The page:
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The Daily Wildcat

The Daily Wildcat

 

    Republican stimulus opposition ill-founded

    On Tuesday, President Obama signed the American Reinvestment and Recovery Act, or “”stimulus,”” into law. The final version, a $787 billion-dollar whopper of a bill, was supported by a grand total of three congressional Republicans. So much for bipartisanship.

    The National Republican Trust Political Action Committee even promised to support any 2010 challenger who ran against a Republican who voted for the stimulus. The message from the right was clear: The stimulus is simply unacceptable. By far the most common line of thought has been the conservative insistence that the stimulus package is filled with pork and waste.

    There is a foolproof algorithm for determining whether or not spending is “”wasteful.”” Simply produce a one-sentence summary of it. If it sounds humorous, or if you can’t imagine why it would be useful, then for the love of God, don’t try learning anything about it; simply dismiss it. Republican Congressmen have applied this algorithm very well. If you believe them, the stimulus bill, which is at most one or two per cent pork, is really a hulking pig-monster.

    Sarah Palin hit on this note quite nicely during the campaign season when, even as she suggested that more funding is needed to study mental disabilities in humans, she derided fruit fly research as an example of wasteful spending. I’m sure Dr. Linda Restifo, a professor of neurobiology and neurology and a researcher with the Arizona Research Laboratories who uses fruit flies as a model system to study human mental disabilities, was quite shocked to hear this.

    One Google result for “”stimulus waste”” lists a number of supposedly “”wasteful”” provisions in old versions of the stimulus, such as $400 million to fight STDs, $850 million for Amtrak, and $1.2 billion for youth summer programs. How any of these is wasteful is beyond me. Part of the attack comes from a Republican line stating that these will not create jobs, as though the only jobs that matter are ones involving manual labor.

    Of course, during the last six years there has been little complaining from the right (and, for some time, from the left) about the ultimate pork project: the war in Iraq, an expensive fantasy which has cost us trillions of dollars. Republicans are apparently OK with spending taxpayer money to improve infrastructure and build schools over there, but not over here.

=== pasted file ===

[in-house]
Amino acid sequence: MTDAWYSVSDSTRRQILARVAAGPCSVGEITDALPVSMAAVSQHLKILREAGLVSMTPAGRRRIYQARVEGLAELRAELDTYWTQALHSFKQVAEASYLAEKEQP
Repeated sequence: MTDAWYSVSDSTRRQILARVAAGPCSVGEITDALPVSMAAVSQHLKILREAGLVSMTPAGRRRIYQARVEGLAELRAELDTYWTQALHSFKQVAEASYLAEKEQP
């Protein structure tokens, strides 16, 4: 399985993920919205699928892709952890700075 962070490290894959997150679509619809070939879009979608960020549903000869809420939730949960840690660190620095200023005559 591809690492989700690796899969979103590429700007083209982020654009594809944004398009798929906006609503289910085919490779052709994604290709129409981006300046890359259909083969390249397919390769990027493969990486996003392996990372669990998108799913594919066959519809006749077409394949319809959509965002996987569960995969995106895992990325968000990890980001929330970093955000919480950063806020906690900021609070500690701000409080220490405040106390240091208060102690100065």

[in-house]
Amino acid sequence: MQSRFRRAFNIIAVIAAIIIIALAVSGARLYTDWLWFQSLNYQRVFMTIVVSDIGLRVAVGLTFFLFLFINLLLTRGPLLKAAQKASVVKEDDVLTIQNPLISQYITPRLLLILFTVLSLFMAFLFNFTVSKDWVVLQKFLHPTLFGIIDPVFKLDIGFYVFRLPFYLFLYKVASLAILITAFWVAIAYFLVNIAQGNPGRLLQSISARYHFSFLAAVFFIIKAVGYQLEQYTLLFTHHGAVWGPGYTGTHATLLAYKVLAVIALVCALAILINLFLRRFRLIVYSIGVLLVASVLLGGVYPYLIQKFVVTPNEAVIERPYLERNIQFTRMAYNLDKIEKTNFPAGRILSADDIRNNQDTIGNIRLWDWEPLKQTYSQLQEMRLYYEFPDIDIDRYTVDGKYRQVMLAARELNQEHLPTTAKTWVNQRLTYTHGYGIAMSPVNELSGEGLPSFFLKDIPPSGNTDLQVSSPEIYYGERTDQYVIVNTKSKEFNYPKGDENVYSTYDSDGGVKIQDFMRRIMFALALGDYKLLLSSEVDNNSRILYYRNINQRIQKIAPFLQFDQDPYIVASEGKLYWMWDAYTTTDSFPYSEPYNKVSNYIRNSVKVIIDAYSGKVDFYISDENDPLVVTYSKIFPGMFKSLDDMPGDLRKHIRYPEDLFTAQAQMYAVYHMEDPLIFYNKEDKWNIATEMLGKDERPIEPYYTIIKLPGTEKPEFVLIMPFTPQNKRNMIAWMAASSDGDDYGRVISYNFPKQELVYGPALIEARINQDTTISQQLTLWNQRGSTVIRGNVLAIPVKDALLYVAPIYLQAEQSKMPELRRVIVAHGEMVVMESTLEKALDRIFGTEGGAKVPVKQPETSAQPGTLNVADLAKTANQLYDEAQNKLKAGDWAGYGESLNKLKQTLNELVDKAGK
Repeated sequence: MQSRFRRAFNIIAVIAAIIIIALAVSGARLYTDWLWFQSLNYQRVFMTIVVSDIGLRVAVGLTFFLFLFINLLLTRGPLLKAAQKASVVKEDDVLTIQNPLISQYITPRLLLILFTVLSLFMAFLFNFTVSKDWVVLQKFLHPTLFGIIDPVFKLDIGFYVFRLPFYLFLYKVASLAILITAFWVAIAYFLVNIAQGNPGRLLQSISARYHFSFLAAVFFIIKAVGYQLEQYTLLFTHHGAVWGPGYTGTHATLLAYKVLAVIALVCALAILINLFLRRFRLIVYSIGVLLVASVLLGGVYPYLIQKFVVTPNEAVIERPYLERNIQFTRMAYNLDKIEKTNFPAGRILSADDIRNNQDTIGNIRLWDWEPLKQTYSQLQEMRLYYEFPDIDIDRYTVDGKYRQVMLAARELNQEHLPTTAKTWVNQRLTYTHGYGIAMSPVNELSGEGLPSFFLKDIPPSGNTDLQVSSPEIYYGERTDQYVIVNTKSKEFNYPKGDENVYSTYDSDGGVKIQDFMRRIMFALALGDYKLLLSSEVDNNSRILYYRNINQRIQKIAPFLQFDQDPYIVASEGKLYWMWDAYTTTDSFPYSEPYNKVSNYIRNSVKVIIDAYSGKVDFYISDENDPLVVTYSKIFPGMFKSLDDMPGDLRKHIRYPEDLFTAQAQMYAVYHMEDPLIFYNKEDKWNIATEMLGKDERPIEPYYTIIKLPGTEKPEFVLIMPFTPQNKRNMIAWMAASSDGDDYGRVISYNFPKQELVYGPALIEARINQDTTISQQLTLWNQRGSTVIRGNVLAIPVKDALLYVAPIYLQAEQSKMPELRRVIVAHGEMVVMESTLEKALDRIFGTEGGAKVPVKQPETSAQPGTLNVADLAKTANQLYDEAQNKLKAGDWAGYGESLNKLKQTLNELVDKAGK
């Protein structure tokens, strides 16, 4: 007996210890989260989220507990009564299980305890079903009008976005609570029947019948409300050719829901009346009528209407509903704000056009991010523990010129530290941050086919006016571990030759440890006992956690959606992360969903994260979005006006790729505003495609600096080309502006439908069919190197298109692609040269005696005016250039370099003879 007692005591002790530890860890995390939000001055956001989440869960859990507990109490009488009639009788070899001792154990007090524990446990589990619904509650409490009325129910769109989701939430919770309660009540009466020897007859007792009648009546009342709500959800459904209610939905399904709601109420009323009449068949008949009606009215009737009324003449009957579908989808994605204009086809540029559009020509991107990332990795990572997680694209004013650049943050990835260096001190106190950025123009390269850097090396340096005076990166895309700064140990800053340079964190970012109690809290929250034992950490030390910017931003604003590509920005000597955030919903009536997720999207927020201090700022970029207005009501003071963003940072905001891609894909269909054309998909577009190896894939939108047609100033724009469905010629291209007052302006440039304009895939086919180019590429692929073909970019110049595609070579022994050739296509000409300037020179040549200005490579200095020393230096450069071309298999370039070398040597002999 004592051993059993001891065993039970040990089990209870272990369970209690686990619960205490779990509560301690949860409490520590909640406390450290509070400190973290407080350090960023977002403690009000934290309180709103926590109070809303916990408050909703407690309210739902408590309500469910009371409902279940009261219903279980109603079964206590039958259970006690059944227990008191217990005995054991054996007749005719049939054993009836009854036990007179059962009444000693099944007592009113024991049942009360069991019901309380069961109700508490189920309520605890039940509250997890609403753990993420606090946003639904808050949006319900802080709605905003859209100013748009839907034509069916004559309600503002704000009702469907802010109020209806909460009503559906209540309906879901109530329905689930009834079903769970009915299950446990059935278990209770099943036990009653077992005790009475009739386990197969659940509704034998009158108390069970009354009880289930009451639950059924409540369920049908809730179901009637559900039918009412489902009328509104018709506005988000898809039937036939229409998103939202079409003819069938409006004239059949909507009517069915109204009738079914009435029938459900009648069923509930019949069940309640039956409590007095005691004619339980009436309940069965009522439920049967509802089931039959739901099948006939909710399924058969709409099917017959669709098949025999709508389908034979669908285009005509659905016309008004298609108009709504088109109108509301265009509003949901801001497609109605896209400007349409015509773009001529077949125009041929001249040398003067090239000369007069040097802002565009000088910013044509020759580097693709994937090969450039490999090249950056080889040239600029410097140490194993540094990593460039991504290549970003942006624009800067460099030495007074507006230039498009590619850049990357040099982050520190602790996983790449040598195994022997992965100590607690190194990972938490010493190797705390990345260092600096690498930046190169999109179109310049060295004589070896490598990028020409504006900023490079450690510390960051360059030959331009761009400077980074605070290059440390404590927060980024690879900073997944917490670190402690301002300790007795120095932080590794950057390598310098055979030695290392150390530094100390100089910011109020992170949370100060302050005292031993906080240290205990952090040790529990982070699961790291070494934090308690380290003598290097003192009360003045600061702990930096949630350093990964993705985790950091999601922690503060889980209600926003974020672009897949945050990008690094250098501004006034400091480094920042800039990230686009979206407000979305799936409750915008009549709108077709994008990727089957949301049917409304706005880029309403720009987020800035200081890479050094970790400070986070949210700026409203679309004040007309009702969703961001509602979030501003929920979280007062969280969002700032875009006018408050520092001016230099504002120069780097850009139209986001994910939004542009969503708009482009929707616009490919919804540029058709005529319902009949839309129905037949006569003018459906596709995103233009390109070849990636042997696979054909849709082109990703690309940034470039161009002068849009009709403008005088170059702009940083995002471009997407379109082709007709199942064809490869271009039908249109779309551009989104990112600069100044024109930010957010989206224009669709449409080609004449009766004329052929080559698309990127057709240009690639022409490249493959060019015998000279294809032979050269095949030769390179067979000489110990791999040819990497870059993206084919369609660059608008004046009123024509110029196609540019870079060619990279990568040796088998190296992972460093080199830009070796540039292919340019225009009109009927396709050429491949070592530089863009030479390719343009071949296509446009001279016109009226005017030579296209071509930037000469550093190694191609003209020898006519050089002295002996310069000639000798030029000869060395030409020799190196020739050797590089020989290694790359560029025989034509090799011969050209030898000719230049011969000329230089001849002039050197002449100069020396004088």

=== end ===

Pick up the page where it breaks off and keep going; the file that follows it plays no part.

Republicans continued to blithely attack the bill on the grounds that it didn’t contain enough tax cuts – never mind the evidence that tax cuts do very little to help the working and middle classes. They also harped on the idea that the stimulus represents a debt that future generations will have to repay. That simply isn’t how it works (and yet again, Republicans were quiet about this while Reagan and both Bushes were ramming up debts and deficits).

    In doing so, Republicans totally missed the most obvious and correct line of attack against the stimulus bill.

    Widespread support for the bill seems to be rooted in a sort of pseudo-Keynesianism. Keynesian theory, following the ideas of the British economist John Maynard Keynes, which advocates massive deficit spending when the economy is in a crisis and unemployment is high, was applied to a small extent in the New Deal. A small number of wingnuts will tell you that the New Deal made things worse and lengthened the Great Depression; the overwhelming majority of economists disagree, and contend that, if anything, the problem was that the New Deal wasn’t Keynesian enough.

    One Keynesian adage is that, in a time of crisis, the government should pay people to dig holes and fill them up again. Of course, if digging holes doesn’t seem like a useful way to spend government money, then workers can be paid to do something productive instead, like improve schools or weatherize homes.

    The stimulus package has been compared to the New Deal by more than one analyst. But Keynesian theory doesn’t advocate large amounts of government spending willy-nilly any time the economy is in a rough patch. Debatably, unemployment may not be high enough for this sort of fiscal policy to be useful; Keynes himself would probably agree that monetary policy, not fiscal policy, is an appropriate tool during this type of recession.

    This sort of nuanced argument could have been intelligently used to argue against the stimulus – and it’s the main reason I’m a bit skeptical of it. But nuance is totally lost on today’s congressional Republicans, who wish instead to proceed with their religious crusade for tax cuts and against common sense.

    It remains to be seen whether injecting billions into the economy will actually help fix things, and it’s every American’s responsibility to hold President Obama’s feet to the fire, using Web sites like recovery.gov to ensure that the money is being spent wisely. But doing so intelligently, not rabidly, is the only way Republicans will avoid slipping totally into obsolescence in the coming years.

    -ÿTaylor Kessinger is a senior majoring in ecology and evolutionary biology, math and physics. He can be reached at letters@wildcat.arizona.edu.

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